A Rebel reaching for the stars

By Amy Abdelsayed for The Rebel Yell

Approximately 100,000 light years into the Milky Way Galaxy — in the solar system adjacent to the Alpha Centauri system — is a little planet called Earth.

And on this “Earth” is a hat company that sells the most intergalactic swag in the entire universe. At least, that’s how Frank Mancini would describe his clothing company inspired by a bit of astronomy and a dash of  imagination.

Milkee Hat Co. is the brainchild of student Francesco Antonio Mancini XVI, known by his friends simply as Franky. But for Mancini, the decision to give his clothing company a space theme is deeper than it may appear.

“Milkee is based upon the idea that celestial observation — when we look at the stars — has a uniting effect on the human race,” said Mancini. “When you look out and you see how big the universe is, that’s when you realize how small we are. It then seems irrational to create more divisions between people because, collectively, we are really not as big as it seems from our perspective.”

Mancini says that Milkee, named after the Milky Way Galaxy, was specifically created with a space theme to get people thinking more about this very idea. He says that he hopes getting people to think more about space would have a humbling and uniting effect.

That, and the guy loves hats.

Milkee Hat Co.

“I collect them. Not just snapbacks — I like anything fresh and original,” he said walking to a wall in his room displaying the largest collection of hats imaginable — in all different colors and styles. “I wear a hat every day.”

Almost every day, anyway.

“Well, unless I’m at a formal event,” he joked. “It’s a great way to avoid getting haircuts.”

Mancini says that clothing has more potential than just making you look good.

“I feel like it’s a really easy way to reach people if you have a message. I mean, how many people look at your shirt every day?” he said. “A hat is right on your head people can’t look at your face without seeing it.”

Mancini says that he wants to take Milkee a step further than simply spreading a message. He wants his clothing company to give back to the community as well.

“We call it our Snapbacks for Lunch Sacks Foundation,” he said. “With the economic recession right now there are a lot of kids, more so than in previous years, that do not have anything to eat and we want to change that.”

For now, Mancini is still trying to figure out how to allocate the money.

“We want to be able to order more hats and get more designs so we obviously need to make back what we’re spending on this shipment,” he said. “I think for our first hat design, fifty percent of what we make after original costs will be towards expanding our product line and fifty percent will go towards feeding the kids.”

Mancini says many of his friends want to get involved with his company.

“The people that have been helping me with this have really taken it upon themselves,” he said. “I’m a student and I’m pretty busy. I don’t have enough time to make it successful on my own and so a lot of people have approached me and asked to get involved.”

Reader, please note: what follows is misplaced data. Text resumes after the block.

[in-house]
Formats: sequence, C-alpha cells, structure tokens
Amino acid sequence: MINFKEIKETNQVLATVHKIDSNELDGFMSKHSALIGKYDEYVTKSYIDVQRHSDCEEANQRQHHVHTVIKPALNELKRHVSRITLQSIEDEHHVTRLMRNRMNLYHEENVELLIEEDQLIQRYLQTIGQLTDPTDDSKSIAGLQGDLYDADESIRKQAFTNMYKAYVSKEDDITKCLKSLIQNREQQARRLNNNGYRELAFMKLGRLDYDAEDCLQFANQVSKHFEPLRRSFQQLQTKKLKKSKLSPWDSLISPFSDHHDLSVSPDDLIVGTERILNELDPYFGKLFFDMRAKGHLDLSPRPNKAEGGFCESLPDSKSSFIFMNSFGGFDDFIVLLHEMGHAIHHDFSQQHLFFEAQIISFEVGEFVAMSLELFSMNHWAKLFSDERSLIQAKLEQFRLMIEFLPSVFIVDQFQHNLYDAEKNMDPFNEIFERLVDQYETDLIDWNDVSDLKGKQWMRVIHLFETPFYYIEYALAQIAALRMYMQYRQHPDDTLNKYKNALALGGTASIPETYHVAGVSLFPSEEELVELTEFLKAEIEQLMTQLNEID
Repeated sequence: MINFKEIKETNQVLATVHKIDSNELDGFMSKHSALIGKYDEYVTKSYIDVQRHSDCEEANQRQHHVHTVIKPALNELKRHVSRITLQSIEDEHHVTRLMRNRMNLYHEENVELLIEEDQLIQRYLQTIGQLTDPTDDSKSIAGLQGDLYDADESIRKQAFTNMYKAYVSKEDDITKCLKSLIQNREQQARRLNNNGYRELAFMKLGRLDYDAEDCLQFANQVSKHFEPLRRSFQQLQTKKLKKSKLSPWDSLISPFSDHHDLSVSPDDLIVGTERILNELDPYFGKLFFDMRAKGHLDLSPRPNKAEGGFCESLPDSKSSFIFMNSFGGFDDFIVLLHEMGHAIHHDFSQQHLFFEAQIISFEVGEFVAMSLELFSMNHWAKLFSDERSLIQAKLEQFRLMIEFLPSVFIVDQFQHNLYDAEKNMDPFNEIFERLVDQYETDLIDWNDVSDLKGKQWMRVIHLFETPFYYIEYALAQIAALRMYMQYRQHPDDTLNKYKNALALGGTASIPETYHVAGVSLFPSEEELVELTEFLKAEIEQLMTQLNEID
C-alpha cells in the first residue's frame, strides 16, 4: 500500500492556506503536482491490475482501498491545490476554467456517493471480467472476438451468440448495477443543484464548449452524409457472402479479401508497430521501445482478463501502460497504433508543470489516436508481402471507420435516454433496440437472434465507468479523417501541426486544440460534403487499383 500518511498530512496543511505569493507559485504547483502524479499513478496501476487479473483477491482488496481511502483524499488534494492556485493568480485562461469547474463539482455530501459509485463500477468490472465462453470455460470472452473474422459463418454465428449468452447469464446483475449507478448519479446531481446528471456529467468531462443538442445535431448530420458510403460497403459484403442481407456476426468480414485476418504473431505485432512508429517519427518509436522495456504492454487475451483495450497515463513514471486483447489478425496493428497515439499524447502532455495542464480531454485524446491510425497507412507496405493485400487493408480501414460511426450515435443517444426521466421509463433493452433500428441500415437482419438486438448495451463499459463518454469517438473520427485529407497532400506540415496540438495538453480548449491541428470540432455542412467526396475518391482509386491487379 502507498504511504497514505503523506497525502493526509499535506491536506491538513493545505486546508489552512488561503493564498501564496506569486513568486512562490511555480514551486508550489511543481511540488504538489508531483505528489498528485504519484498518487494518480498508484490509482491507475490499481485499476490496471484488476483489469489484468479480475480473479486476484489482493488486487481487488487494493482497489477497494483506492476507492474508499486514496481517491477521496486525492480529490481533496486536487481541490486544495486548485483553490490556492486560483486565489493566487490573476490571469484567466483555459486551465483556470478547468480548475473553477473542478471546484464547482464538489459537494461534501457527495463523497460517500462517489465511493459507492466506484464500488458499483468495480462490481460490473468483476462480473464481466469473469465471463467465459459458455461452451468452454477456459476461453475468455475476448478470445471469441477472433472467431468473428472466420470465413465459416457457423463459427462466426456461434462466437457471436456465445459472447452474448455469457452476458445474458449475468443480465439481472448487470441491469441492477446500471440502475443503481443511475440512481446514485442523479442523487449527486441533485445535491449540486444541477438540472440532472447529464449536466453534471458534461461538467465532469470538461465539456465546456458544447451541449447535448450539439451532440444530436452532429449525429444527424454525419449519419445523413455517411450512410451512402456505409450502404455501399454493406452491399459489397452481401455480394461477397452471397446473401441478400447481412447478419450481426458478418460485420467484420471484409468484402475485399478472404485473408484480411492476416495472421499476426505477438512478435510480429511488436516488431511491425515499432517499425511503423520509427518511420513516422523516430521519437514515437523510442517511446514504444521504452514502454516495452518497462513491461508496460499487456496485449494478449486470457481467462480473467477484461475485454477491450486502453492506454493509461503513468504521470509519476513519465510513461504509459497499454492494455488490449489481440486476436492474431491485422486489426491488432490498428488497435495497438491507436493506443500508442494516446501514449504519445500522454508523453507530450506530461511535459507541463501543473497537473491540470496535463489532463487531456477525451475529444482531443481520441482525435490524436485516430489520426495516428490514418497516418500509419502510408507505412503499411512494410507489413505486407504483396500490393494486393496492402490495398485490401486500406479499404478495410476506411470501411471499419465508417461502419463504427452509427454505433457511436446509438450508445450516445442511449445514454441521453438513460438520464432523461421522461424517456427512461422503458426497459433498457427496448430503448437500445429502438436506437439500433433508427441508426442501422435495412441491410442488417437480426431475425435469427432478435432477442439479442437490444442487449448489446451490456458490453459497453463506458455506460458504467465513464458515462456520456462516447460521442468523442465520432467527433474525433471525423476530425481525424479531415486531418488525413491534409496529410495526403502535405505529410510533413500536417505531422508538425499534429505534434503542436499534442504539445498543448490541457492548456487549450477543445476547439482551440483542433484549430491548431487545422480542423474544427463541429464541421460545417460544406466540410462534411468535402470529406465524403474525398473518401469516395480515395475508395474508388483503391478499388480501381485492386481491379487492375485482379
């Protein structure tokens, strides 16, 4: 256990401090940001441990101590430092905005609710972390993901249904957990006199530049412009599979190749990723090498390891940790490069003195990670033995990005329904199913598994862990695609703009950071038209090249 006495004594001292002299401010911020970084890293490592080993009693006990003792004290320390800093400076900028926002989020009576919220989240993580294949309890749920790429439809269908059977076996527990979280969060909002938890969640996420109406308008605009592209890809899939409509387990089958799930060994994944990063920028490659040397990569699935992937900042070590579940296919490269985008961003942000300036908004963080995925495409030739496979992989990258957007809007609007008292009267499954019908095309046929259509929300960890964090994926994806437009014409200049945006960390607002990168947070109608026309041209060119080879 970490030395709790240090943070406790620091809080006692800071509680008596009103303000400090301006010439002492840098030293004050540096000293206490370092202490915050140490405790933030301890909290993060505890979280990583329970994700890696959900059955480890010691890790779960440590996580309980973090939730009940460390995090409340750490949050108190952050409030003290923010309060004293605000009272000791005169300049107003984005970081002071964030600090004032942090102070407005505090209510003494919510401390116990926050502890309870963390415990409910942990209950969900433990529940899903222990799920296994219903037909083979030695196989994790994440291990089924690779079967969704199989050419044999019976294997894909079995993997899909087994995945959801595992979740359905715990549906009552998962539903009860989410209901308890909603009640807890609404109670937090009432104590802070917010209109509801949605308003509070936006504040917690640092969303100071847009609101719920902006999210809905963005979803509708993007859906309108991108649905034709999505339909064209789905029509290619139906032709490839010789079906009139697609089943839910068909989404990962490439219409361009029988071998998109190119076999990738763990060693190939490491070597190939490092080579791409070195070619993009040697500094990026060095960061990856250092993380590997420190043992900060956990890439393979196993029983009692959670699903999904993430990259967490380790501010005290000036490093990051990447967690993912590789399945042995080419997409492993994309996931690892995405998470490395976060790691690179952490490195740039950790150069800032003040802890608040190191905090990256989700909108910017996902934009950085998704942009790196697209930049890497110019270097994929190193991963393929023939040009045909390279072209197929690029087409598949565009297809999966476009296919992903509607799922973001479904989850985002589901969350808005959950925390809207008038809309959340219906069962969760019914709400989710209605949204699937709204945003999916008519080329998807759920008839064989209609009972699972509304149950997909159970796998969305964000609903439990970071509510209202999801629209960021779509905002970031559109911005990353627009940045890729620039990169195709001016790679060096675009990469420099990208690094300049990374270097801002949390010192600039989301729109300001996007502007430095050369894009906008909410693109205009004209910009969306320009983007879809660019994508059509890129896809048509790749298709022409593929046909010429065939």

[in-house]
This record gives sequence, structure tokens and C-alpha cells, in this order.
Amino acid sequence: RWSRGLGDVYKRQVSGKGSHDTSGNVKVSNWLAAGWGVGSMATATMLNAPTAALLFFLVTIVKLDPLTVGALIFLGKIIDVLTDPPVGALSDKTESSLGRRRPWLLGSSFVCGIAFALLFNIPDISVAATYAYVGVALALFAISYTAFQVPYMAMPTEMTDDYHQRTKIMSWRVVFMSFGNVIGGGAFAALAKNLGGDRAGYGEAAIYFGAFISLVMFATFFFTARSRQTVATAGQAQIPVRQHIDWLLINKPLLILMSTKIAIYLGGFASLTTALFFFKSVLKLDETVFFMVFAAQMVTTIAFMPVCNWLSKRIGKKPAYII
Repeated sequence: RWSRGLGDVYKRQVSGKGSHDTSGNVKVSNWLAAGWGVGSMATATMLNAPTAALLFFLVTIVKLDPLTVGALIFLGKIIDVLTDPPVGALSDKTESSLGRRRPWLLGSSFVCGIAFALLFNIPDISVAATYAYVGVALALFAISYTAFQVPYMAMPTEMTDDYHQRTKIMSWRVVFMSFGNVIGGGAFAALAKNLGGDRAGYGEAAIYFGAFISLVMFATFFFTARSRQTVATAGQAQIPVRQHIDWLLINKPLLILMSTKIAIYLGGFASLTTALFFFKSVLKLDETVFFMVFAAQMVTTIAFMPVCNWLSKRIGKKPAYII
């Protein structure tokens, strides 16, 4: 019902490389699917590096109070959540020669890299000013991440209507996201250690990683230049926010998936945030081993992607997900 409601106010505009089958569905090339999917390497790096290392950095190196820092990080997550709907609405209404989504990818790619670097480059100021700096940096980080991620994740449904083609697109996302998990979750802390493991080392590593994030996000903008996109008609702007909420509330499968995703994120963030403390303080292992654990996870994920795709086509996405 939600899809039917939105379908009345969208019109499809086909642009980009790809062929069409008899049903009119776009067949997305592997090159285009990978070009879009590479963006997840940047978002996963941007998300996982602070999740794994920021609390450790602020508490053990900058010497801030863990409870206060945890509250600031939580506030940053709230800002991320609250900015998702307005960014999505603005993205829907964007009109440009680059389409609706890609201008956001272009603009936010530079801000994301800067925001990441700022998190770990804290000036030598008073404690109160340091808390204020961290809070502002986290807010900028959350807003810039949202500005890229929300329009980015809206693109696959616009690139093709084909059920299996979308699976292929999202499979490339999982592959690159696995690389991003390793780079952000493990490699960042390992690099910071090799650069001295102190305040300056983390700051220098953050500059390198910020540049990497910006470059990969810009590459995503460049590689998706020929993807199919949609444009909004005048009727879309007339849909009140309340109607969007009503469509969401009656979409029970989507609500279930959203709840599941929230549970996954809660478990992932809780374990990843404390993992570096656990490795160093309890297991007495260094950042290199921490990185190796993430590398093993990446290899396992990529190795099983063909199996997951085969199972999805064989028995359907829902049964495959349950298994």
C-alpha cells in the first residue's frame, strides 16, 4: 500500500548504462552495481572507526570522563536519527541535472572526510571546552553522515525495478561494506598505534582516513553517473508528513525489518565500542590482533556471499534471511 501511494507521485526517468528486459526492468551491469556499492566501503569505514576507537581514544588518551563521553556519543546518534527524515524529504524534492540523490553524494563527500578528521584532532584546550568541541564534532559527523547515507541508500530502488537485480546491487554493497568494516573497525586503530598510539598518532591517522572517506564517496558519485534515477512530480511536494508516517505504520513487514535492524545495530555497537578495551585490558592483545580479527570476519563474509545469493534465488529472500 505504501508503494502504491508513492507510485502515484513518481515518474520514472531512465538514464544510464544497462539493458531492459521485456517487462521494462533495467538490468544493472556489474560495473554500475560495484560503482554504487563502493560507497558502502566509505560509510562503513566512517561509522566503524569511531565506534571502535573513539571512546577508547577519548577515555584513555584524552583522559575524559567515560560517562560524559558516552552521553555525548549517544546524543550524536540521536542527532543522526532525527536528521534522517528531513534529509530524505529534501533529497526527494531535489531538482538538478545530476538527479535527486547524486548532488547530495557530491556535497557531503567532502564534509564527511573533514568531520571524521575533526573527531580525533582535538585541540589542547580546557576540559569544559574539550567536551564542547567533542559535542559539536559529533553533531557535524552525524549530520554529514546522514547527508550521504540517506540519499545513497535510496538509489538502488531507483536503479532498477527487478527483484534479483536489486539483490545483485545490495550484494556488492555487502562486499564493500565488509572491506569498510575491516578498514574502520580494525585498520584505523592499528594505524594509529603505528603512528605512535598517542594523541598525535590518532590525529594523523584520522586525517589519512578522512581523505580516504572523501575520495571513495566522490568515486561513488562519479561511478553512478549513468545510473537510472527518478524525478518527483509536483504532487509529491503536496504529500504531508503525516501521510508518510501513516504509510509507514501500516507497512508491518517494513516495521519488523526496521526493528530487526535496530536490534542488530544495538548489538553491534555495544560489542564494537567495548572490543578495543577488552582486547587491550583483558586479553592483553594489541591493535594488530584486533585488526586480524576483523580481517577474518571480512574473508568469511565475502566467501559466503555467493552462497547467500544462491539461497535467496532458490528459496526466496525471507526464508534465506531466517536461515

DeAnti Perez is a student at UNLV and also a  friend of Mancini. Perez says that he was onboard with the idea way back when Mancini first pitched it to him before they had a physical prototype. Then, when the sample hat came in the mail, he was very impressed.

“Milky Way Galaxy is a cool theme,” Perez said. “There’s so much to do with it on a creativity level.”

Mancini does not consider himself a conventional visual artist so he has teamed up with artist and friend Tya Frabott to come up with designs.

“I wanted to get involved with Milkee because I find truth and connection with the concept,” Frabott said. “We as a community have the potential to learn from one another and grow as a whole.”

“Milkee has the potential to create an art form to help illustrate such concept to the public,” Frabott said. “Participating in Milkee gives me pure excitement and an outlet for my artistic perspective and expression.”

Mancini may not be a visual artist but he still considers himself a creative, well-rounded individual. He has been a musician all of his life and was in several bands ranging from folk music to hip-hop.

But at UNLV, Mancini’s background is in science. He was a pre-professional biology major for two years before switching over to psychology, and he works as a physical therapy technician at Dynamic Spine and Sport Rehabilitation.

“I’m really thankful for all of the people that have helped me out,” he said. “They give me input and feedback, tell me what people are saying and they give me direction for what I’m going to do next.”

Mancini already has in mind what he wants to do next.

“The next thing we are going to do is probably a shirt because people seem to really want shirts,” he said.

One of the most exciting moments about Mancini’s company starting to grow was the first time he saw someone he did not know wearing a Milkee hat on campus.

“I was riding my skateboard on campus and I saw a kid — he had a gym bag and a hat on backwards — he was all swagged out. And I realized his hat was my Milkee hat,” he said. “It really made me feel like it was all worth it.”

Seeing a fellow Rebel wearing his gear filled Mancini with pride.

“To know that someone else bought it because they liked the concept and are willing to spend money on a product that you created is really fulfilling,” he said.

For more information visit: http://www.facebook.com/MilkeeCo.

This story originally appeared in The Rebel Yell.

Author: Amy Abdelsayed

Amy Abdelsayed is a journalist in Las Vegas, NV. She currently works as a digital content producer for KTNV 13 Action News (ABC affiliate). Previous work experience includes What's On Magazine, Boulder City Review, KSNV News 3 (NBC affiliate), Tesla and Apple.

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